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If you need to move the caret to somewhere else in your document and want a quick way to return, you can place a bookmark on the current line.

This is done either by clicking in the gutter (in the column dedicated to bookmarks) or pressing ⌘F2. The bookmark will be indicated with a star as shown below.


When you want to return you can press F2, which moves you to the next bookmark in the document. If there is more than one bookmark, you can press F2 repeatedly. ⇧F2 will move to previous bookmark.

Collapsing Text Blocks (Foldings)

When working in a language which has start/end markers for blocks, like {}, doend, <tag></tag> and similar, TextMate can spot these blocks and will show up/down arrows in the gutter beside the start/end marker.

When these arrows are present, it is possible to fold the block into a single line either by using the mouse and clicking on the up/down arrow, or pressing the F1 key. This will make the arrow in the gutter point to the right and indicate that the entire block was folded by placing an ellipsis marker at the end of the line. An example where the two sub-blocks of the constructor has been folded can be seen below.

Folded Blocks

With text folded, it is possible to unfold it with F1 or clicking either the arrow in the gutter or the ellipsis image. It is also possible to hover the mouse pointer on the ellipsis image to get a tool tip which shows the contents of the folded block. The latter is shown on the following picture.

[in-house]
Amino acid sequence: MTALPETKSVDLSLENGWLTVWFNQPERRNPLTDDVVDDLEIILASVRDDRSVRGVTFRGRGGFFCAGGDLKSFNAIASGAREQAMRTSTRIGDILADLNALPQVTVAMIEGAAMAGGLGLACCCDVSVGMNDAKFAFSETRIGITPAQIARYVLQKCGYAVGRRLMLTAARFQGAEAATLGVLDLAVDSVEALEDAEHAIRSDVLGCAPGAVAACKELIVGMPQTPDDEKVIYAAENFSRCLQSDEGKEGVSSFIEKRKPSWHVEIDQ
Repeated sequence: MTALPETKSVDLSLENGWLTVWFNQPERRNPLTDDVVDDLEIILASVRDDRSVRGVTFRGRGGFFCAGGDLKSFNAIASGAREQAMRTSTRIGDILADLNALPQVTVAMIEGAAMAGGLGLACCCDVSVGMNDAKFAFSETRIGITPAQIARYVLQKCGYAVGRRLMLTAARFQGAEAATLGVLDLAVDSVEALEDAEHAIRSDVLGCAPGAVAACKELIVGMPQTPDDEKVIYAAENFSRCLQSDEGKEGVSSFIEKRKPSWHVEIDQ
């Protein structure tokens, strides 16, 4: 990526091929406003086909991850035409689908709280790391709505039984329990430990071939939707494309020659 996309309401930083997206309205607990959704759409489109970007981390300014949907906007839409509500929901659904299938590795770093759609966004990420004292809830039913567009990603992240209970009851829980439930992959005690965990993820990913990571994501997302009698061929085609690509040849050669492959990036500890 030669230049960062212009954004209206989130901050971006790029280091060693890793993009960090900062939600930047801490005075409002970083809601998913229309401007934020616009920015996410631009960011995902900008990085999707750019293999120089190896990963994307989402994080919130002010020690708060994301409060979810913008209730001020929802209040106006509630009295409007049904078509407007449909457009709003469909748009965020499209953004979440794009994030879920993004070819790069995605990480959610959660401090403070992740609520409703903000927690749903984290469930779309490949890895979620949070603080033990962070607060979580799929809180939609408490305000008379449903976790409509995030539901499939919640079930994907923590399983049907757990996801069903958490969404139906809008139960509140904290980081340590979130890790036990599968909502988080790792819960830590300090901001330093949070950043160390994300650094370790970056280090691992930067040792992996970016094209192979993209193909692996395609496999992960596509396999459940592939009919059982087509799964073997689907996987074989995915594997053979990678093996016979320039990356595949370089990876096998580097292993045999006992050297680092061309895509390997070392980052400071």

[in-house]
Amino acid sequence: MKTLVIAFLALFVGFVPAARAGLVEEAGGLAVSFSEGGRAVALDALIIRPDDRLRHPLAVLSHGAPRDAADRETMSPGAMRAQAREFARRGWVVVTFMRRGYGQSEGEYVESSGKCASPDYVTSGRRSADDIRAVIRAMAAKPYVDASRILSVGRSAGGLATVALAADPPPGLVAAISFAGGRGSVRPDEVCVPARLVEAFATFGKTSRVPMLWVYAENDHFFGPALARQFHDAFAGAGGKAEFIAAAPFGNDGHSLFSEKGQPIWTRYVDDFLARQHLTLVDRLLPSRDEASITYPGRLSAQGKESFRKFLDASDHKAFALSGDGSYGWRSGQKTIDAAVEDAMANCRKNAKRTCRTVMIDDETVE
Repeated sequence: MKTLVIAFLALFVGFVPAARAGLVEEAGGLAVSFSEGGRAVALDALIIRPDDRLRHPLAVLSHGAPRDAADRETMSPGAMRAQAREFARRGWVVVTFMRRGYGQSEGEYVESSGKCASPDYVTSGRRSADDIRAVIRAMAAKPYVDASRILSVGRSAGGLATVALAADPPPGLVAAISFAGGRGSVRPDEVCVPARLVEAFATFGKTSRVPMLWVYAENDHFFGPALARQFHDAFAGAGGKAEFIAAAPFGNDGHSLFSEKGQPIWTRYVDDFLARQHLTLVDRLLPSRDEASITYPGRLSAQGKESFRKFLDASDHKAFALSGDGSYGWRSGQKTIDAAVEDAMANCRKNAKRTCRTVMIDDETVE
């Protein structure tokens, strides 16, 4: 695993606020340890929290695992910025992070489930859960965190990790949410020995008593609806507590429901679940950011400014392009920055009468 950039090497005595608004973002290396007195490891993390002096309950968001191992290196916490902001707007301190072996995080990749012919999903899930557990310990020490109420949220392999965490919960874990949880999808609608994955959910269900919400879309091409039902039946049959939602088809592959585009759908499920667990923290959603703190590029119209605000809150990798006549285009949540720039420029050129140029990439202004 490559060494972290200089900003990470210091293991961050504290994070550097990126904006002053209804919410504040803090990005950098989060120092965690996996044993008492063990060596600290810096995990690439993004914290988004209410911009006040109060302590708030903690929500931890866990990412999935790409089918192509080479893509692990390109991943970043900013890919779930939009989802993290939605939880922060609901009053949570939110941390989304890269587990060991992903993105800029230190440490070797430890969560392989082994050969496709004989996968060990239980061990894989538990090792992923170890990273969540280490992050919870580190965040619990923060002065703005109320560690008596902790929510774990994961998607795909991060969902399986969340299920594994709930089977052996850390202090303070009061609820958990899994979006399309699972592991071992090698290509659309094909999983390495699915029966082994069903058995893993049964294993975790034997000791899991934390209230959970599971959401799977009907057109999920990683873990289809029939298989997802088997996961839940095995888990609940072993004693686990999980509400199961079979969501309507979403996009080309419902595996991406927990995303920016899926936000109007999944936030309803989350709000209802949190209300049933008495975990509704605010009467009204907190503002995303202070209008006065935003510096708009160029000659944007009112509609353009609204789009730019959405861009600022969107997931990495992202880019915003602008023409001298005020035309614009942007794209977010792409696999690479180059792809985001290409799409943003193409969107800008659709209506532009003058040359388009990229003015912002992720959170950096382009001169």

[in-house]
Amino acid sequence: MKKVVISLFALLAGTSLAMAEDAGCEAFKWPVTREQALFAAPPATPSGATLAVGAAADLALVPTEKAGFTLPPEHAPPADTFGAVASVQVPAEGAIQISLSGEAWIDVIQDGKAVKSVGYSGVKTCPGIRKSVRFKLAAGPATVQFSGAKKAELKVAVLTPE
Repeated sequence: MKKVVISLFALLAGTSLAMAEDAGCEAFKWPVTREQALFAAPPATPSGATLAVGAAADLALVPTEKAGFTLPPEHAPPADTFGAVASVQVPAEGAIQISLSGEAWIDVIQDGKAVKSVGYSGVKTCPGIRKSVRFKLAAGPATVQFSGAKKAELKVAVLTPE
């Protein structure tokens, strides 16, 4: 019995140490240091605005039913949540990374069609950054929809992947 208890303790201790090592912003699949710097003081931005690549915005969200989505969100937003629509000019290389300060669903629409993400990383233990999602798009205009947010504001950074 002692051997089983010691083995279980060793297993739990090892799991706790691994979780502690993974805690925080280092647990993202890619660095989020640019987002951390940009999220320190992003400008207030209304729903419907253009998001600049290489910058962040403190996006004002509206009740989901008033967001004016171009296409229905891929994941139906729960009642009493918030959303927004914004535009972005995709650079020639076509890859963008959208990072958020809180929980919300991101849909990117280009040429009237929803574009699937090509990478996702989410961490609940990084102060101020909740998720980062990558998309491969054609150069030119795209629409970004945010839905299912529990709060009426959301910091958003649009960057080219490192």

Folding Tool Tip

A word of caution: the folding system is based on both having clear indent markers and having the fold start/stop markers use the same indent level. This means that folding based purely on indent or where the start/stop markers do not align, is currently not supported.

Customizing Foldings

As mentioned the folding system uses explicitly defined start and stop markers. TextMate knows about these from the language grammar where you can setup a foldingStartMarker and foldingStopMarker regular expression.

Folding Patterns

Shown above are the HTML folding patterns, which are all relatively simple because they fold on a selected set of tag pairs, HTML comments, some Smarty tags and start/stop braces when either last on the line or used in embedded code tags like this:

<?php if(something) { // user is authenticated ?>


<?php } // user is authenticated ?>

To define a block that starts with { as the last non-space character on the line and stops with } as the first non-space character on the line, we can use the following patterns:

foldingStartMarker = '\{\s*$';
foldingStopMarker = '^\s*\}';

Function Pop-up

For languages that support it, the rightmost pop-up in the status bar shows the current “symbol” (often the function prototype or heading above the caret).

Status Bar

It is possible to click on the pop-up to get a list of all the symbols in the current document and move the caret to one of these. This is shown below.

Function Pop Up